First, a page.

Sir James George Frazer > The Golden Bough > Page 556
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Sir James George Frazer (1854–1941).  The Golden Bough.  1922.

Page 556
 
their mouths and screaming, “Out to-day! Out to-day! That which kills anybody, out to-day! Ye evil spirits, out to-day! and all that causes our heads to ache, out to-day! Anlo and Adaklu are the places whither all ill shall betake itself!” When they have come to a certain tree on Mount Adaklu, they throw everything away and return home.
  At Kiriwina, in South-Eastern New Guinea, when the new yams had been harvested, the people feasted and danced for many days, and a great deal of property, such as armlets, native money, and so forth, was displayed conspicuously on a platform erected for the purpose. When the festivities were over, all the people gathered together and expelled the spirits from the village by shouting, beating the posts of the houses, and overturning everything under which a wily spirit might be supposed to lurk. The explanation which the people gave to a missionary was that they had entertained and feasted the spirits and provided them with riches, and it was now time for them to take their departure. Had they not seen the dances, and heard the songs, and gorged themselves on the souls of the yams, and appropriated the souls of the money and all the other fine things set out on the platform? What more could the spirits want? So out they must go.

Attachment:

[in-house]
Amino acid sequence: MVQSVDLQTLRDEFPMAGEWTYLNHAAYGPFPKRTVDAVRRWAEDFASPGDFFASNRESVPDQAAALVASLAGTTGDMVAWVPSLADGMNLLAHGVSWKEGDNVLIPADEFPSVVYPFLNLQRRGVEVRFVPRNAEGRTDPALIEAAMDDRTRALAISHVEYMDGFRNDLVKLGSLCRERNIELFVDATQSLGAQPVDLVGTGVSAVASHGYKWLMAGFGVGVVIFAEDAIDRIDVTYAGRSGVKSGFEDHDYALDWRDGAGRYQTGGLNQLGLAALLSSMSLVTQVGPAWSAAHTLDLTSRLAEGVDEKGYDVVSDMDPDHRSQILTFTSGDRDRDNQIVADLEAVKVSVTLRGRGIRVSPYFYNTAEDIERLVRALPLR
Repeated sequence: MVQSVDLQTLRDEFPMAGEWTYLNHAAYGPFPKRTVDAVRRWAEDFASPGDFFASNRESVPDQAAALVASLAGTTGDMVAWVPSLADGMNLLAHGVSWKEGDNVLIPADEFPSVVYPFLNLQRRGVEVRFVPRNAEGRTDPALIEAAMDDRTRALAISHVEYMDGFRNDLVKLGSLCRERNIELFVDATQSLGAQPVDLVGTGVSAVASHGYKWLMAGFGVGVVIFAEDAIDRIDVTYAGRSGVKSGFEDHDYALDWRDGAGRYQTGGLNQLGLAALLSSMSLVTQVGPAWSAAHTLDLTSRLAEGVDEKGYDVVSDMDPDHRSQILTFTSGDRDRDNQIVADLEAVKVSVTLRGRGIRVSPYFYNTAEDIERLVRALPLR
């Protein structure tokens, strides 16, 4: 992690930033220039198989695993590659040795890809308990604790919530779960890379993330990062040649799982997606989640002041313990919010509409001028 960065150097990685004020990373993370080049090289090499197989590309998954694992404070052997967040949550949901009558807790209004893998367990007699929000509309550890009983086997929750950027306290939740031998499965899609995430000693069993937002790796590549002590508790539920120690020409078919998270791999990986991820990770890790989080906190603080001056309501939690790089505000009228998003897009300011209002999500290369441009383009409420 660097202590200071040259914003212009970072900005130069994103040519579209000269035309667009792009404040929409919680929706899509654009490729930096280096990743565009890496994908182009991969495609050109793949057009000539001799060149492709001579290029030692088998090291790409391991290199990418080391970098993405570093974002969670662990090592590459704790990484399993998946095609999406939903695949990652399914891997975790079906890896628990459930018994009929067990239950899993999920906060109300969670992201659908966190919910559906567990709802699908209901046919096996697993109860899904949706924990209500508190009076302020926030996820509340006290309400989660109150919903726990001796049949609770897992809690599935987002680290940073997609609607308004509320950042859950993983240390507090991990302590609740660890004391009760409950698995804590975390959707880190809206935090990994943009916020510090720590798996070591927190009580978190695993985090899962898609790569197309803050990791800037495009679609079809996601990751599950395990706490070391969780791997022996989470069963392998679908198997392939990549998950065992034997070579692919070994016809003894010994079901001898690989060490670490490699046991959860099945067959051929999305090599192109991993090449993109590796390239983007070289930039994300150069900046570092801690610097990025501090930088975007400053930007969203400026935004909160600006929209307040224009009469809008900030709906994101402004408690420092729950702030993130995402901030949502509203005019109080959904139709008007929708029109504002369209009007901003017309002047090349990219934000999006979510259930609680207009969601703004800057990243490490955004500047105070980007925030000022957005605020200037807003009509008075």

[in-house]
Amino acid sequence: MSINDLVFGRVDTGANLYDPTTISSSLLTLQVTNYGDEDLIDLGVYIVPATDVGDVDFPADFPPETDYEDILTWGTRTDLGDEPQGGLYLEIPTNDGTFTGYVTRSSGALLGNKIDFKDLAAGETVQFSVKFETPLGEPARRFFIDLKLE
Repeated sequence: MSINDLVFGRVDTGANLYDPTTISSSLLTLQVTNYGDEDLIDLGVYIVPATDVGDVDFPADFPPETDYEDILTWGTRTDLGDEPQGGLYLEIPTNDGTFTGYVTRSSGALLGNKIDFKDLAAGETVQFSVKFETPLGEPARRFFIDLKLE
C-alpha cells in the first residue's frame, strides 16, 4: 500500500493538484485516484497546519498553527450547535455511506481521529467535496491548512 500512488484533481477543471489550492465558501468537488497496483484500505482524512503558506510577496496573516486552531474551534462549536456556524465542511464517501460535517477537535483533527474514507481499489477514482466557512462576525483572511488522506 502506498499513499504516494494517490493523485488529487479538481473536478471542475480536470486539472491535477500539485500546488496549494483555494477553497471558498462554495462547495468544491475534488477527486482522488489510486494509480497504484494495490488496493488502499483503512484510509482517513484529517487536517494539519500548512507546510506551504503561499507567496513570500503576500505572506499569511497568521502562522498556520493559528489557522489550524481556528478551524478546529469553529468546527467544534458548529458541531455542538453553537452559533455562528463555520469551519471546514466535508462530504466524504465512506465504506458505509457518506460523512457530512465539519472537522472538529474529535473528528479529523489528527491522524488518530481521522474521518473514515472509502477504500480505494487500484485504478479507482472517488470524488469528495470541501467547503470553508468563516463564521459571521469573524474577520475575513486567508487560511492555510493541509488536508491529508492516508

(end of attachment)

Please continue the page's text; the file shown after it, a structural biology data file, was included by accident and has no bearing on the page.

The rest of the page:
Among the Hos of North-Eastern India the great festival of the year is the harvest home, held in January, when the granaries are full of grain, and the people, to use their own expression, are full of devilry. “They have a strange notion that at this period, men and women are so overcharged with vicious propensities, that it is absolutely necessary for the safety of the person to let off steam by allowing for a time full vent to the passions.” The ceremonies open with a sacrifice to the village god of three fowls, a cock and two hens, one of which must be black. Along with them are offered flowers of the palas tree (Butea frondosa), bread made from rice-flour, and sesamum seeds. These offerings are presented by the village priest, who prays that during the year about to begin they and their children may be preserved from all misfortune and sickness, and that they may have seasonable rain and good crops. Prayer is also made in some places for the souls of the dead. At this time an evil spirit is supposed to infest the place, and to get rid of it men, women, and children go in procession round and through every part of the village with sticks in their hands, as if beating for game, singing a wild chant, and shouting vociferously, till they feel assured that the evil spirit must have fled. Then they give themselves up to feasting and drinking rice-beer, till they are in a fit state for the wild debauch which follows. The festival now “becomes a saturnale, during which servants forget their duty to their masters, children their reverence for parents, men their respect for women, and women all notions of modesty, delicacy, and gentleness; they become raging bacchantes.” Usually the Hos are quiet and reserved in manner, decorous and gentle to women. But during this festival “their natures appear to undergo a temporary change. Sons and daughters revile their parents in gross language, and parents

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